Reviewed with help from Jonathan Brown (Yogdog)
Stellaris’ release in the middle of last year saw Paradox Development Studio turning over a new leaf. No longer were their grand strategy games confined to the history of our planet, but they were branching out into our potential future and interstellar conquest. However, much like all of PDS’ games, Stellaris felt more like a foundation for the team to grow and build upon and now, coming up on a year later, they’ve done just that with the major Utopia expansion and the associated 1.5 ‘Banks’ update.
As is typical of Paradox games, there’s a paid expansion and a free update. The expansions get a lot of the flashier changes, but that doesn’t mean that there are slim pickings for those with the base game, and Banks has some significant changes and additions of its own.
The underlying civics and ethics that your empire’s government has been built upon have been reworked to allow for greater customisation, and that’s fed into the main part of the game with the overhauled factions. These groups have certain desires and political demands that you ought to try and satisfy. Some will have unreasonable demands, but successfully balancing the factions that pop up can maintain the status quo, and even let you adopt a new set of ethics and form of government, while seriously neglecting a faction can lead to an uprising. The Utopia expansion lets you push to new extremes, with the singular Hive Mind and the diplomacy shunning Fanatic Purifier government.
Similarly, deciding species’ rights within your empire has been reformed to give you more options when expanding to encapsulate another species. Certainly, you can give them equal rights, trying to integrate them, but you can also purge them in new and cruel ways – processing, neutering or forcing them into labour – and there are three new types of slavery.
One thing that Banks really helps to foster is a feeling that your empire can evolve and change over time. Alongside factions and species’ rights is the new Traditions system and the Unity resource that you need to foster to unlock them. Split into seven different mini tech trees, these effectively amount to boosts and perks, helping you to push a particular path, whether it’s engendering a sense of discovery and exploration or enabling your empire to get the most out of vassal states.
The Tradition trees tie in neatly with the Ascension Perks that are a big part of the Utopia update. Completing a particular tree’s unlocks lets you pick from a list of perks that your empire satisfies; a perk that could be anything, from letting you build Megastructures through to letting you implant your mind in robotic bodies, or master your biological evolution and so on.
The Megastructures are easily the most eye-catching new additions to the game, letting a relatively confined empire built ‘tall’ and continue to grow within their borders. It starts with creating space stations that can be substitutes for small planets, before you pick up the relevant technologies that allow you to then construct Dyson spheres to siphon all the energy from a star, ring worlds, massive sensor arrays and so on, each of which have to be built in stages over a period of years, if not decades. Though not unique, as with Civilization’s wonders, they’re satisfying, if time consuming, to work towards creating.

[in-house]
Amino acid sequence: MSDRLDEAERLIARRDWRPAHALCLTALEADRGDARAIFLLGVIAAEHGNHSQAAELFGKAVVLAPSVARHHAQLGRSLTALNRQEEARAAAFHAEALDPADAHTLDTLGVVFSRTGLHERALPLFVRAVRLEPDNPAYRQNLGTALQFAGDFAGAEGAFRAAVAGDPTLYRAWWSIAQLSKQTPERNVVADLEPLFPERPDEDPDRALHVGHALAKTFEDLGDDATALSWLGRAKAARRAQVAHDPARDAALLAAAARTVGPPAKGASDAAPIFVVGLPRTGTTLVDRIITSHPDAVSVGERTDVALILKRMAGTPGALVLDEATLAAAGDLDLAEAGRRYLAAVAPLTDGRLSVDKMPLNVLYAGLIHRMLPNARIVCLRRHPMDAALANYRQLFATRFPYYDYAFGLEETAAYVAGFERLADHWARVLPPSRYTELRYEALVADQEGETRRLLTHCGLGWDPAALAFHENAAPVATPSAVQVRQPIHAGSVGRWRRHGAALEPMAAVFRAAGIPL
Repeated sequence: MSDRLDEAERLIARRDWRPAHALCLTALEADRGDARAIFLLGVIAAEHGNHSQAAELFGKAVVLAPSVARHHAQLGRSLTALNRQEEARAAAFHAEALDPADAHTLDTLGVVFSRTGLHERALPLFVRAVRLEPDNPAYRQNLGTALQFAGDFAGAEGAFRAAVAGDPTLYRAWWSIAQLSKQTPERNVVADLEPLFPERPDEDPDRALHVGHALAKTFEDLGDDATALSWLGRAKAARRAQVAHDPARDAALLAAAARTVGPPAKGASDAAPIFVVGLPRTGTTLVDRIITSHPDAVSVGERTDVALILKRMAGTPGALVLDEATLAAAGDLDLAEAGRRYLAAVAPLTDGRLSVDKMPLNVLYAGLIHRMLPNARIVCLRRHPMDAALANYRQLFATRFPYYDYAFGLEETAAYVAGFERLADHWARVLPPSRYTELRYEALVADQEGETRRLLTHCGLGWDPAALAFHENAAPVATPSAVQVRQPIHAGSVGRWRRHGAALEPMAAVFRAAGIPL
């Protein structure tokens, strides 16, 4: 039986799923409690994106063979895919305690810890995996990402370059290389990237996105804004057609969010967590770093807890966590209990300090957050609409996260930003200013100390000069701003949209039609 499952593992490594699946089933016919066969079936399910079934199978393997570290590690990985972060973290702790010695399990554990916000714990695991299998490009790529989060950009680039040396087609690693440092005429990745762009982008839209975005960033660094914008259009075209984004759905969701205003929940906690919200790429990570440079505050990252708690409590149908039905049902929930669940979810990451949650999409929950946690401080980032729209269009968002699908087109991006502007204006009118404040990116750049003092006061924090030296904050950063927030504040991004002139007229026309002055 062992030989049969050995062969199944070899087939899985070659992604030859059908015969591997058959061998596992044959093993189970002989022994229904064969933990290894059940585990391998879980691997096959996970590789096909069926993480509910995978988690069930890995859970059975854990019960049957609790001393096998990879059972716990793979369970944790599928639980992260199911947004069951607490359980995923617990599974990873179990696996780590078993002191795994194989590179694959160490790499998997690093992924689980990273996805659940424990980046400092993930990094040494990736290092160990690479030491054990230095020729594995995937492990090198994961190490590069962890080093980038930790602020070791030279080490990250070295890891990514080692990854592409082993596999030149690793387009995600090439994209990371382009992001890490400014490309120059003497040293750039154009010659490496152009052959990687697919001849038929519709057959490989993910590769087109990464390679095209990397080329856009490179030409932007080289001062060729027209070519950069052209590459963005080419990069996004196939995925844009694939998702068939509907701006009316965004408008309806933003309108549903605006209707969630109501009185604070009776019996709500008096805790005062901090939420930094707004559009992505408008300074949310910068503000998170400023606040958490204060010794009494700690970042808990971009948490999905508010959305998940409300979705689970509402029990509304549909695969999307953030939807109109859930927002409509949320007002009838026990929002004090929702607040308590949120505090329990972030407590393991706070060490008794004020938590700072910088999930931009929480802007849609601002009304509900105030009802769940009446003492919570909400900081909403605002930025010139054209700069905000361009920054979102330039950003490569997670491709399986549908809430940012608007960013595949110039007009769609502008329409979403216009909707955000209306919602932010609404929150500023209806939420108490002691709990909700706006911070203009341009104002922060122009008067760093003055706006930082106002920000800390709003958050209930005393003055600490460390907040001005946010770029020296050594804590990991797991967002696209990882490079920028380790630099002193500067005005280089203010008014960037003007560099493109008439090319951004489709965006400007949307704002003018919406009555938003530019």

Ascension Perks allow you to really focus your civilisation’s growth in a particular direction, which the Traditions don’t let you do on their own. In fact, the Traditions cut against the role playing nature of the game, where you set out to play in a particular fashion. You’ll undoubtedly earn enough Unity to unlock each and every option, but while you’d think that Harmony would nullify or lessen the Domination and Supremacy trees, you can simply unlock them all and they remain constant between playthroughs. It means you end up with boosts that do little to nothing for your style of play, similar to how your scientific research ends up encompassing all possible technology, without branching you off in any specific direction. It’s a minor point to raise, but it detracts from the overall feel of the game and the system.
While Utopia and the Banks update expand and rewrite some significant parts of the game, Stellaris is still left sorely lacking in other areas, and I’m keen to see Paradox push on in those regards sooner rather than later. The entire diplomacy system needs to be torn out and rewritten from scratch, in my opinion, as it’s often far too restrictive and limiting. In a game which ought to be rife with interstellar intrigue, you can’t make a deal with the devil or use “the enemy of my enemy is my friend” as a justification. If your morals and ethics aren’t perfectly well aligned, it’s difficult to really get much traction.
That in turn makes it difficult to break out of the familiar end game of grand empires butting heads in combat, smashing two huge “Doom Stack” fleets into one another in a decisive manner. The galactic crises still help to spice up the mid-end game to a certain degree, and the stories that you can explore are still enjoyable to me – that said, I’ve spent nowhere near as long with the game as some people – while the Ascension Perks can give you new end goals to aim for, but I still find myself feeling that I’m heading toward a kind of stalemate that can only be decided one way.
Utopia and Banks amount to a significant improvement to Stellaris that rewrites and overhauls a lot of the game for the better, adding yet more ways to try and build your empire. However, it also feels like Paradox are still just getting started with exploring everything that the game can be. It might take time for them to get there, but it’s a journey I’m looking forward to taking with them.